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My validation scheme was to offer three free videos to entice potential customers to leave their email address – if I got sufficient interest, I’d move forward. However, my efforts were in vain, because I didn’t get many interested clicks and even fewer people left their email address.
This validation step was a great disappointment and it made me second guess my entrepreneurial expectations; and because of this, I’ve made a major decision.
I really don’t know how a real estate training program could not be successful. The potential market includes the 10 percent of Americans who decide to sell their home without a listing agent. Frankly, I can’t believe 90 percent of Americans gleefully handover 6 percent of their sale price to an agent. Especially, considering the financial loss so many home sellers absorbed during the five or six years following the 2008 Great Recession.
Though few understand the effects of inflation, nearly everyone lost in terms of purchasing power, when inflation is factored in to the sold price – as I explained in my video, “Real Estate Agents Are Obsolete.”
In that same video, I discussed the National Association of Realtor’s Profile of Home Sellers and Buyers survey, which found that 44 percent of the sellers were not fully satisfied with their agents. Moreover, 10 percent of respondents decided to sell their home without an agent – and some portion of that group must want some sort of course to teach them how to do it quickly and for the best price.
My Validation Was a “Dud”
In the prior journal entry I asked, “Is my idea a dud because I don’t know how to market or advertise?”
When I started advertising in Facebook, I didn’t get a lot of interest, so I jumped off my plan and started “freestyling.” This probably was a mistake. I should have believed in the plan and let it unwind for more than a day. I got one email address during the first day and then nothing as I adjusted my ads for a week. I even got two email addresses from sources outside my paid advertising. I’m not sure how that happened.
Had I let my ads go for a week I probably would have done better. I read somewhere that it often takes 10 or more views for someone to click on an online ad and even more exposure before someone leaves their email address. I didn’t let my ad run long enough for that pattern to develop.
In my quote above, I asked if it was a dud because I (essentially) suck at advertising. I’m pretty sure there’s a lot of fact in that thought. Advertising and building an online audience is something I have very little experience in. Despite trying to learn as much about this topic, my ignorance and experience had to play a significant role in the outcome.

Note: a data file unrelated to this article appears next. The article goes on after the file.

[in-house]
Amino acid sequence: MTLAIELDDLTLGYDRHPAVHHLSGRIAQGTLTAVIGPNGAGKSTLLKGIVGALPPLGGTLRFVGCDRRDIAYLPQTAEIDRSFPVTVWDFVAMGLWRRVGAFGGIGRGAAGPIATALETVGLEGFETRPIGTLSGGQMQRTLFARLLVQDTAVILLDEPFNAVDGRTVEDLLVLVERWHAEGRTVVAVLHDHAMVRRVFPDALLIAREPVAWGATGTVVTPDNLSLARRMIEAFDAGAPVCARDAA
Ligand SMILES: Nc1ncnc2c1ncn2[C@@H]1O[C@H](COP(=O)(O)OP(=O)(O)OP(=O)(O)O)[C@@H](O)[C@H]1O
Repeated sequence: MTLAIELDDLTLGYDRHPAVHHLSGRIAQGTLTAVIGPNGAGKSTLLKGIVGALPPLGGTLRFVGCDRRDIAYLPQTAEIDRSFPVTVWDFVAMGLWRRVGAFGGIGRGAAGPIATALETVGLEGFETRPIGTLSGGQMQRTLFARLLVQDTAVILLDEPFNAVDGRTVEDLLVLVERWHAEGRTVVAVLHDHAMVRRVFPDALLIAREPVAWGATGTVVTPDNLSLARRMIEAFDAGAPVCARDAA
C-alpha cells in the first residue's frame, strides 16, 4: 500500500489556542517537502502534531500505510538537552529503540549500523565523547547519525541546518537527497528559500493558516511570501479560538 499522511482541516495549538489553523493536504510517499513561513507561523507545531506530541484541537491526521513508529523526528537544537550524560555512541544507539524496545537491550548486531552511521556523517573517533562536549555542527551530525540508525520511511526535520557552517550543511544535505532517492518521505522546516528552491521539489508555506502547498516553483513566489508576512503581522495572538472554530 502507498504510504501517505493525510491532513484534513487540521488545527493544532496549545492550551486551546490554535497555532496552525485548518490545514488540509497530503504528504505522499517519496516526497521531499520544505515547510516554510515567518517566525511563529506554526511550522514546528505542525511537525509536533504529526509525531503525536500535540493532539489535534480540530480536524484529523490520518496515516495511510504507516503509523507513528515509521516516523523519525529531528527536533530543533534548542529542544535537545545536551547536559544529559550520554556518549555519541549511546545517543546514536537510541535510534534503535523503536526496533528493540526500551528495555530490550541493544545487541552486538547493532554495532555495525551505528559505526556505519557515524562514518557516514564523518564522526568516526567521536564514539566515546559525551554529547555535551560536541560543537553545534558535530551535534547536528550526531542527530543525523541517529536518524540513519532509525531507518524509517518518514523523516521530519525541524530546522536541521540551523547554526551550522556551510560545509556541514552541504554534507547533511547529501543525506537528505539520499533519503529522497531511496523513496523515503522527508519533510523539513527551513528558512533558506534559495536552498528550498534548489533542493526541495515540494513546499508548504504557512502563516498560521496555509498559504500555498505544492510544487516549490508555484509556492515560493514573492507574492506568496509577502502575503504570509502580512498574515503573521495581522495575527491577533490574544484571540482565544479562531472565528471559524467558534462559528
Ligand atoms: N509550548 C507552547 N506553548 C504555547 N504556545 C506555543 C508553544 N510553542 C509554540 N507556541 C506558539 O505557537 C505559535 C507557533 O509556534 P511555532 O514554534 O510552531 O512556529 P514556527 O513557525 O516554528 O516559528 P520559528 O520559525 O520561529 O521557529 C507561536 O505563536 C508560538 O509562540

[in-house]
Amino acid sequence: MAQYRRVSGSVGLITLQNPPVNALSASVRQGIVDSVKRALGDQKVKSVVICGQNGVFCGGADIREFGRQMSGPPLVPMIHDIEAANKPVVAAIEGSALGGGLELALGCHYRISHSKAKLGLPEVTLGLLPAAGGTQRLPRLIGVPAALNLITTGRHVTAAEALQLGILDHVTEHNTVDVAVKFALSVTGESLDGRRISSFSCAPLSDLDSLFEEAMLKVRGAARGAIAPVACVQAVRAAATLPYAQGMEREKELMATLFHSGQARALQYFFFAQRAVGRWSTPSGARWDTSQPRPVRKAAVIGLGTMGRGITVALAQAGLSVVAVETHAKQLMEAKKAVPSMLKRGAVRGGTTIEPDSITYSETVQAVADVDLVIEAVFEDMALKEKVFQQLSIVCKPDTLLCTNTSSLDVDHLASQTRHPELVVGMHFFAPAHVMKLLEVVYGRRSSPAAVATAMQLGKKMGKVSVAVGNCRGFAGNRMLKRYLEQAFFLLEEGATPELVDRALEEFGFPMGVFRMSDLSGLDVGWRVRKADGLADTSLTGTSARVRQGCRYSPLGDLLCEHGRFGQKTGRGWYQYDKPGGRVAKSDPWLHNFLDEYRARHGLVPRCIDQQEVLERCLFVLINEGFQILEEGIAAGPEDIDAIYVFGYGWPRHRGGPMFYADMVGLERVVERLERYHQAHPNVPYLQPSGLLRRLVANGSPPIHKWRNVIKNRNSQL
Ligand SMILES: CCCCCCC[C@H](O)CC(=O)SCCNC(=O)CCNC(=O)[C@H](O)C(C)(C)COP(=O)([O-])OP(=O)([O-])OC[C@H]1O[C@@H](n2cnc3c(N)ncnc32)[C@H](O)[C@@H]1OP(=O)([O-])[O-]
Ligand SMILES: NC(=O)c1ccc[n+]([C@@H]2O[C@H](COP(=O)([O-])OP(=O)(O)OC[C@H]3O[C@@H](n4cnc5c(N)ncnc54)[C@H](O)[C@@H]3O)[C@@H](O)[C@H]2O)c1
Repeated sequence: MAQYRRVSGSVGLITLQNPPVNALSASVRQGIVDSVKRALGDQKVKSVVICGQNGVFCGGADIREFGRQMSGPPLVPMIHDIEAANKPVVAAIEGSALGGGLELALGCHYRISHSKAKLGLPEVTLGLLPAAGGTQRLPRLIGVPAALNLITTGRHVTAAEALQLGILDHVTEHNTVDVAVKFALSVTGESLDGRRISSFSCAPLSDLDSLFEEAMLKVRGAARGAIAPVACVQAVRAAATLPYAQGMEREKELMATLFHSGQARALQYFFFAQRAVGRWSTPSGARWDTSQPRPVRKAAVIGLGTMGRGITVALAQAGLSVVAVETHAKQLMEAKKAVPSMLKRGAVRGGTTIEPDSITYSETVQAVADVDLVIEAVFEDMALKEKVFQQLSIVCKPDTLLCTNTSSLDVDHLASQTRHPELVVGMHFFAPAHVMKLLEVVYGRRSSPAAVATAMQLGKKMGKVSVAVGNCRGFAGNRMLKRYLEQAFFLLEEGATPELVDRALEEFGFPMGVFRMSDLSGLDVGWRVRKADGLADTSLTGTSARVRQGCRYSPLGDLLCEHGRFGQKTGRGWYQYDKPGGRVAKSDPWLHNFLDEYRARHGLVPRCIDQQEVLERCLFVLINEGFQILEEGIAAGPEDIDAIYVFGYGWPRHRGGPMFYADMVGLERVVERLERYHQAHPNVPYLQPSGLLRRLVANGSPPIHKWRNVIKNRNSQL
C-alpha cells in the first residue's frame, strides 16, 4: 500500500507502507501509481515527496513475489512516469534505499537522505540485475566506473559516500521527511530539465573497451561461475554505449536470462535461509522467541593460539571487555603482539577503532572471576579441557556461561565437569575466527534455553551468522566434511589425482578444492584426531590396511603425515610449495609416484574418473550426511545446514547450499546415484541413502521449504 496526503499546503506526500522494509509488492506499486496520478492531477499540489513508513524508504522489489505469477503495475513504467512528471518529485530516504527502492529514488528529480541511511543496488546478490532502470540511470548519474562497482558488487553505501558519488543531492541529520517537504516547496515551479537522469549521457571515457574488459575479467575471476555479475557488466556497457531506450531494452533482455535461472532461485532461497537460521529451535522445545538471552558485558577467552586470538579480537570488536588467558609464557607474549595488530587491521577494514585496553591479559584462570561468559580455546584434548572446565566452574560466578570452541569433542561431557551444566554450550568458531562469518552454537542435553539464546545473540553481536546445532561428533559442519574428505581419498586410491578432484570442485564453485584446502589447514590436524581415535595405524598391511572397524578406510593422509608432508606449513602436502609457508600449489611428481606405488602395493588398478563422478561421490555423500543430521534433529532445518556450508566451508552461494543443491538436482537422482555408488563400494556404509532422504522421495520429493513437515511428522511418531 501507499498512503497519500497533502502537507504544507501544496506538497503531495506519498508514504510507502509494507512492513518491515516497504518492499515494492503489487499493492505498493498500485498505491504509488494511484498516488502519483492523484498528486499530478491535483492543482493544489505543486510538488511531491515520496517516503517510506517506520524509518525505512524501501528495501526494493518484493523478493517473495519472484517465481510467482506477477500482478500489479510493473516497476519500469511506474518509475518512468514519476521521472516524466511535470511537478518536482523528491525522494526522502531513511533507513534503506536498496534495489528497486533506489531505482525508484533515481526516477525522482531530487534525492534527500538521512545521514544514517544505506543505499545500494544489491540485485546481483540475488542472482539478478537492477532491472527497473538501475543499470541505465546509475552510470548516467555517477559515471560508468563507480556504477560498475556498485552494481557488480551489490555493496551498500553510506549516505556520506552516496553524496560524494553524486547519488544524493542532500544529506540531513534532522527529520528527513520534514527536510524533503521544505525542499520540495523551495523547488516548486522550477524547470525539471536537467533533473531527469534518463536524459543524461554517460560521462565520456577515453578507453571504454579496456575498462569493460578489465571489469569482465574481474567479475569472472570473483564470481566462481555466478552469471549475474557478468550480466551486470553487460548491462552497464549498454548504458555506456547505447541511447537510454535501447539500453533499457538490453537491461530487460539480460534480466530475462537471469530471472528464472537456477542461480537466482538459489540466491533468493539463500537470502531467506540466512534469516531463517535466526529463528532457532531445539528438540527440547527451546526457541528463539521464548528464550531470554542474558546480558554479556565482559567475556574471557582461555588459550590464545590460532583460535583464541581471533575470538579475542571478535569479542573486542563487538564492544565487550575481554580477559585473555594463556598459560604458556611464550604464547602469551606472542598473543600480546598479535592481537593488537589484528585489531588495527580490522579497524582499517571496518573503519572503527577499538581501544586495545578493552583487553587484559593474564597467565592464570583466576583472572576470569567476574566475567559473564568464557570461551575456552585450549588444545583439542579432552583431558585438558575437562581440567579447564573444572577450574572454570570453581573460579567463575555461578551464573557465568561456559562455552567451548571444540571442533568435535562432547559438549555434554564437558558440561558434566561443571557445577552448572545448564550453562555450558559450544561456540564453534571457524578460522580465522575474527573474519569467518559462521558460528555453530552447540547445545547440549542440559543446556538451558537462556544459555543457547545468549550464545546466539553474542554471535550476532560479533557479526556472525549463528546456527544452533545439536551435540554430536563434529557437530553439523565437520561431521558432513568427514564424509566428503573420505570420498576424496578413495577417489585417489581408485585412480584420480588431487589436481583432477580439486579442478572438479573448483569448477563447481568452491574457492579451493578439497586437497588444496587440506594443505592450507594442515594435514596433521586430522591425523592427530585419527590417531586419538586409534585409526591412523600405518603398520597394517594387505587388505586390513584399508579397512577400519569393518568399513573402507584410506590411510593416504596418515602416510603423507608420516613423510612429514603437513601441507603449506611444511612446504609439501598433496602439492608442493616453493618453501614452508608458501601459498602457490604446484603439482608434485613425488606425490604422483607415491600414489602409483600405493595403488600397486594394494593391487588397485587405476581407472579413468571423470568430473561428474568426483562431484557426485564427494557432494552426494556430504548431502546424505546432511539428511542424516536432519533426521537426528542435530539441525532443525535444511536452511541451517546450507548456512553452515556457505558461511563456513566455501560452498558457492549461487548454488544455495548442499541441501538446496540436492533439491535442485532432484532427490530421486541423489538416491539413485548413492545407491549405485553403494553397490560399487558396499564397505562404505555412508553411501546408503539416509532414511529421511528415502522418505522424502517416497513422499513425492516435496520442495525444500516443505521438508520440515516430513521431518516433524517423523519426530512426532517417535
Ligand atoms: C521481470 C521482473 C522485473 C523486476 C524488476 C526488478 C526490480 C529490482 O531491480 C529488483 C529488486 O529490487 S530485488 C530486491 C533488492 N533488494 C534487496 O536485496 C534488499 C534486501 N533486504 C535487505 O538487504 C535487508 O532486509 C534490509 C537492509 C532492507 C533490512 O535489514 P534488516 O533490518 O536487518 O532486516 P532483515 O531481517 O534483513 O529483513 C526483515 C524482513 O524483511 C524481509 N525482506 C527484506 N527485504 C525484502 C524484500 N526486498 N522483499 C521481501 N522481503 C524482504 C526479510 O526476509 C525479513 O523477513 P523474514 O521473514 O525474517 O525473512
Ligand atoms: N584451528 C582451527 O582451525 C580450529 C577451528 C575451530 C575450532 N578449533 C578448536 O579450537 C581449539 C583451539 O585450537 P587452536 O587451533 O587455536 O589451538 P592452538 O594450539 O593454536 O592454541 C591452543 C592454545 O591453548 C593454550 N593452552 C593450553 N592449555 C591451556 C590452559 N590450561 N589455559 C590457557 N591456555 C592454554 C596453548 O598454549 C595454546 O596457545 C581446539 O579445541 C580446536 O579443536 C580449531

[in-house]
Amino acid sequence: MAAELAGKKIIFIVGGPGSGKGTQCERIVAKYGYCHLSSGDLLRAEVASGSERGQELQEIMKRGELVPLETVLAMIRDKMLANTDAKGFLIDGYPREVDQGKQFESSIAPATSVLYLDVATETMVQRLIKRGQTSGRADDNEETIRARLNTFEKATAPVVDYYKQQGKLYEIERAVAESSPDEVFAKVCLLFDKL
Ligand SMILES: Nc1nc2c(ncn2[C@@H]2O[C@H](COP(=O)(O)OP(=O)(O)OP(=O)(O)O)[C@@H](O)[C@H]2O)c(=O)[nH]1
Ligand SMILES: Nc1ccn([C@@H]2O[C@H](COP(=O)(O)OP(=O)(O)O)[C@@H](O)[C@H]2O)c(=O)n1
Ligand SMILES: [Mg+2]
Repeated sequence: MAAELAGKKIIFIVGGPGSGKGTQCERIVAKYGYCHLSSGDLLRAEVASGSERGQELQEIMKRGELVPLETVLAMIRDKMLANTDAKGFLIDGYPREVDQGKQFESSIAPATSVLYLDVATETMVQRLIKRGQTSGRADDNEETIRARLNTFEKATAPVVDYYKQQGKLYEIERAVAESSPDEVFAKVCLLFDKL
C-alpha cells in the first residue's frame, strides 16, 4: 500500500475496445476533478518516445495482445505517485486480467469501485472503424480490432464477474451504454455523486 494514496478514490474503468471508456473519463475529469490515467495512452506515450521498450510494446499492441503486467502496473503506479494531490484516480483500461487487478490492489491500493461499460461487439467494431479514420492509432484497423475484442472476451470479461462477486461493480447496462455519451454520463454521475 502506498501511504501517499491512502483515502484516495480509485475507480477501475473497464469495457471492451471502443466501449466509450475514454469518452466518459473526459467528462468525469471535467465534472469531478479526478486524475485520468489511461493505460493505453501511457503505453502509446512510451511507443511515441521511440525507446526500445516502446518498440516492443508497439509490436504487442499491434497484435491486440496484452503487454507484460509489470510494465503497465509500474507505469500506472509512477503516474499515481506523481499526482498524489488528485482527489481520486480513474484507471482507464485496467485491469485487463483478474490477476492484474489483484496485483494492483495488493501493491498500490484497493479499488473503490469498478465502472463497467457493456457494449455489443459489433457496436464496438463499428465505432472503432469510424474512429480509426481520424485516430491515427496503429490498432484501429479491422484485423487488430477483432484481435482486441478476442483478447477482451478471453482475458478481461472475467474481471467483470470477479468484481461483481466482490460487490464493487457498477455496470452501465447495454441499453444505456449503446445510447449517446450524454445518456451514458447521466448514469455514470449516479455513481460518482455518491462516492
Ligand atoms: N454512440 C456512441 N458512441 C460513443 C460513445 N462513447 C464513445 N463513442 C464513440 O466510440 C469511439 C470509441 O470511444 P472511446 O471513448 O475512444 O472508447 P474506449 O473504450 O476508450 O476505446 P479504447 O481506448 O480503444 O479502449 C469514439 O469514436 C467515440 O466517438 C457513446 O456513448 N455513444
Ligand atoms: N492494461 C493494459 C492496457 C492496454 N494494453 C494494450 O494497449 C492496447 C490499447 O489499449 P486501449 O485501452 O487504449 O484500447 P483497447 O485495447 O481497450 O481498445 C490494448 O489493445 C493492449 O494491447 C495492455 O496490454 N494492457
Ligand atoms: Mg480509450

Walking in the Snow Gives One Time to Think
Given this revelation, I decided to structure my efforts along two fronts: building an audience and producing a minimum viable product. The validation step is an important one, but since I suck at online advertising and marketing, I need to “do some learning by doin’.” I’m confident that the validation’s low performance resulted more from my execution than from the idea.
This Thanksgiving brought sub-zero cold to my small town in Southern Idaho. Few, including my cat, want to venture into the elements – and when you do go outside, you’re the only one there. All you hear is the quiet wind and the crunching snow underfoot. It’s a lot like going into business for yourself. It’s lonely, cold, and quiet.
The Cold Truth
Here’s the cold, hard truth. I’ve committed myself to starting three businesses this year because I didn’t know what to start. I’m not one of those lucky few that has a cool idea or product to sell – you know, those with a passion. This last 11 months has given me the time to think and try a few business ideas. In many respects, my “passion” was staring me in the face.
For the last twenty years, I’ve read hundreds of entrepreneurial and business books and listened to even more hours of podcasts – I’ve had an interest in everything from business plans to accounting to marketing to website design. I also became a licensed real estate broker in two states – and that took a lot of commitment and expense to accomplish. I even have a business degree. So within all that effort, there ought to be at most a “calling” or at least an “interest.”
In fact, of the four businesses that I’ve looked into this year, the only one that earned a profit was my real estate flipping company.
So, given these clues, I’ve decided that my calling is both business and real estate. I also like to teach and share – which is one reason I started Free-Market Startup.
I’ve Made a Major Decision
I’ve taken the last few weeks to waller in my disappointment, give it some space, and rethink my next step. You see, after not getting the validation response I hoped, I’ve been in on the down side of the emotional entrepreneur cycle. Any entrepreneur will tell you there’s a lot of ups and downs in this line of work – and knowing that helps a little, but it makes one second guess his competence and dreams.
But after wandering a couple of weeks in the wilderness, I’ve decided to move ahead and develop my course. It will be a shorter course than originally conceived. I plan to hit on the basics. My goal is to finish it and get it in the market place in the near term. If I can get some interest in it, I’ll expand the course later on.
If I limit it to two or three hours, I should be able to get it into the market place in a month or two.
Music Credit: All My Shuffling, by Silent Partner